He has presented papers in a number of international conferences and meetings on TVET. He has authored and co-authored publications on TVET in various thematic areas – accessibility, greening, entrepreneurship, financing, equality, and image building. Dr. Lamichhane earned his PhD and MPhil in Education Leadership from Kathmandu University in Nepal. He has a degree in Educational Administration, Planning and Policy from Peabody College/Vanderbilt University, Tennessee, USA. Similarly, he has a degree in Master in Business Administration (MBA) from Tribhuwan University, Nepal. He completed Advanced Certificate in Hospitality Management- AQS Level IV from Regency Hotel Shool, TAFE- South Australia.


Professor Mahesh Nath Parajuli is the Dean of the School of Education, Kathmandu University, Nepal. He has over 30 years of experience of working in education and development, mainly in the government ministry and in the academia. As the Editor-in-Chief of the journal, Journal of Education and Research, a publication of Kathmandu University, School of Education, he has earned an international reputation for educational research. One of his foremost interest areas is studying education processes in relation to several other processes of the society. Specifically, his interest is in understanding how education interplays with other social processes like politics, economy, culture, etc. and how during such interplaying education contributes to or influences those processes and how education, in turn, is influenced by those processes. These understandings, he believes, very much contributes to social transformation process. He sees strong needs for reengineering the structure and design of the present form of schooling. This is mainly because schooling in many parts of the world, mainly in developing countries, has remained an external and standardized process. As a result, schooling across the world is basically the same, while societies and people are highly diverse. This is also because the present day schooling has ignored the Knowledge Heritage – locally developed  and practices of knowing and educating. Hence, there is a need to align schooling more with the local sociocultural context, make it more flexible and open, and make the learning process directly related to livelihood and other human needs of individual learner and of the society.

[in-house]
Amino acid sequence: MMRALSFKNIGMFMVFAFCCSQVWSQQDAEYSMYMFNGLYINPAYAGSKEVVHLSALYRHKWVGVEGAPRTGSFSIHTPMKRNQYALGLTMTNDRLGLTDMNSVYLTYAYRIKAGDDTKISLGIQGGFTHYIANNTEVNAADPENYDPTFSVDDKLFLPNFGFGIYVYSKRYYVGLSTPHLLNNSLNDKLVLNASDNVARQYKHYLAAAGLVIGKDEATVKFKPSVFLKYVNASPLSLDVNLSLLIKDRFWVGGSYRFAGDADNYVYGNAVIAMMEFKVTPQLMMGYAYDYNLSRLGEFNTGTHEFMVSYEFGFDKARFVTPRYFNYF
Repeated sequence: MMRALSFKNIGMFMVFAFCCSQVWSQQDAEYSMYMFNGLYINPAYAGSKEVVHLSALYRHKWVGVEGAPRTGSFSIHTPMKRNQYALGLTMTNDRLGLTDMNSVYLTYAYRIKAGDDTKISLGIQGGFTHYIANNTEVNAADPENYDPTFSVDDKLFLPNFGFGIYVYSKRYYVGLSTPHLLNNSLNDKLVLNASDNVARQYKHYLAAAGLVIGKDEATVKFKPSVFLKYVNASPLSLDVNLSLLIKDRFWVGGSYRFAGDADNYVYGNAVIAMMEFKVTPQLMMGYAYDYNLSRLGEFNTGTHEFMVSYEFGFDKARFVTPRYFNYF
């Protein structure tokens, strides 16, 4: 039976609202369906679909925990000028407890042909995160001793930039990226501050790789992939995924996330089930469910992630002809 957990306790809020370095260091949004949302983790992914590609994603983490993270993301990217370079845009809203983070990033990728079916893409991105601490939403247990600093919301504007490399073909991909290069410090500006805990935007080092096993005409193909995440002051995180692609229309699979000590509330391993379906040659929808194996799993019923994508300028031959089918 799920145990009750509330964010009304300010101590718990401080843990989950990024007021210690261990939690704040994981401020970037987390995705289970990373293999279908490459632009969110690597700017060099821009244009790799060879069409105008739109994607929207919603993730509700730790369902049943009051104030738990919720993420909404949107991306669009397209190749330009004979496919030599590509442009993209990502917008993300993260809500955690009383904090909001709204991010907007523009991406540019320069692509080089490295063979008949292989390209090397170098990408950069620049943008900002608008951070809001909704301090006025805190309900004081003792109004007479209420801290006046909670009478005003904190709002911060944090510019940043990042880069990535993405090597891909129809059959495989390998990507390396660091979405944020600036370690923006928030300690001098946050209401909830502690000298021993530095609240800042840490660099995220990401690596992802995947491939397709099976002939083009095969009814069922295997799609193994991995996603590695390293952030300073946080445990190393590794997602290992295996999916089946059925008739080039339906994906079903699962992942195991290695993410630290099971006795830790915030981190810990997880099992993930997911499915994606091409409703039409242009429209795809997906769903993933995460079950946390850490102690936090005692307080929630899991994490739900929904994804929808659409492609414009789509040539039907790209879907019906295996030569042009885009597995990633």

Mr Yogendra Bahadur Shahi is currently serving as Hon. Member of Karnali Provincial Planning Commission.  Mr. Shahi did MPhil in Regional Development from Jawaharlal Nehru University (JNU), New Delhi in 2006. Mr. Shahi had worked as a Vice-president of World Federation of Democratic Youth in Budapest from 2007-11.  He worked as a coordinator to prepare Youth Vision 2025 and Youth Policy 2015 for the Government of Nepal. He worked as a Director and Coordinator of the Centre of Nepal Studies from 2012-15 in association with Rosa Luxemburg Foundation, Berlin in order to foster ideological debate among left and democratic political parties in Nepal. As a sideline, he has worked as a foreign relations and development expert for Former Prime Minister Hon Jhala Nath Khanal for the International Conference of Asian Political Parties (ICAPP). He has a good expertise and long professional experiences in the development sectors and has international exposures as a speaker and paper presenter in dozens of countries. He has also published many articles and books on development and international relations for his credit.

Mr. Shahi is also former ICC Member of the NRNA from 2008-2010 while he was in Budapest to work for the WFDY. His other engagement is to work as a youth leader and politician, and engagement in different national and international forums and organizations.


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Date And Time

2020-10-09 @ 09:00 AM to
2020-10-09 @ 01:30 PM